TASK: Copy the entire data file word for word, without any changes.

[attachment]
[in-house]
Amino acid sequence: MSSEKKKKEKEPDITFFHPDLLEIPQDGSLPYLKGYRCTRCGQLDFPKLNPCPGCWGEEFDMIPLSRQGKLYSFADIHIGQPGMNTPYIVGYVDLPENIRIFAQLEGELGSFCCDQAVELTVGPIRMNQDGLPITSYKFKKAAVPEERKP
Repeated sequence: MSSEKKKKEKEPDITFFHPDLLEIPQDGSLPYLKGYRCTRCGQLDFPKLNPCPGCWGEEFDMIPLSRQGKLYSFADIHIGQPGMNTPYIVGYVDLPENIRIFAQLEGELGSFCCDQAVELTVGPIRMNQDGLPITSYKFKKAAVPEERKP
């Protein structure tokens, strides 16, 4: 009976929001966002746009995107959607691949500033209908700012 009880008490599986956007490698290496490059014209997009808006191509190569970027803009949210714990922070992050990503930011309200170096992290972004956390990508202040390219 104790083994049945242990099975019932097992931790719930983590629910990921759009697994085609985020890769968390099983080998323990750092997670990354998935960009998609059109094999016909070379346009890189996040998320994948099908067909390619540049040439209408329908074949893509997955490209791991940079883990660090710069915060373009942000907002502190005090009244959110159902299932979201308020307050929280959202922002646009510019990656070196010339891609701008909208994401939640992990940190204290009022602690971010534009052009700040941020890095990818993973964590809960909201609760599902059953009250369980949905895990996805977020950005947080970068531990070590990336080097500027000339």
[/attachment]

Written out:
[in-house]
Amino acid sequence: MSSEKKKKEKEPDITFFHPDLLEIPQDGSLPYLKGYRCTRCGQLDFPKLNPCPGCWGEEFDMIPLSRQGKLYSFADIHIGQPGMNTPYIVGYVDLPENIRIFAQLEGELGSFCCDQAVELTVGPIRMNQDGLPITSYKFKKAAVPEERKP
Repeated sequence: MSSEKKKKEKEPDITFFHPDLLEIPQDGSLPYLKGYRCTRCGQLDFPKLNPCPGCWGEEFDMIPLSRQGKLYSFADIHIGQPGMNTPYIVGYVDLPENIRIFAQLEGELGSFCCDQAVELTVGPIRMNQDGLPITSYKFKKAAVPEERKP
């Protein structure tokens, strides 16, 4: 009976929001966002746009995107959607691949500033209908700012 009880008490599986956007490698290496490059014209997009808006191509190569970027803009949210714990922070992050990503930011309200170096992290972004956390990508202040390219 104790083994049945242990099975019932097992931790719930983590629910990921759009697994085609985020890769968390099983080998323990750092997670990354998935960009998609059109094999016909070379346009890189996040998320994948099908067909390619540049040439209408329908074949893509997955490209791991940079883990660090710069915060373009942000907002502190005090009244959110159902299932979201308020307050929280959202922002646009510019990656070196010339891609701008909208994401939640992990940190204290009022602690971010534009052009700040941020890095990818993973964590809960909201609760599902059953009250369980949905895990996805977020950005947080970068531990070590990336080097500027000339």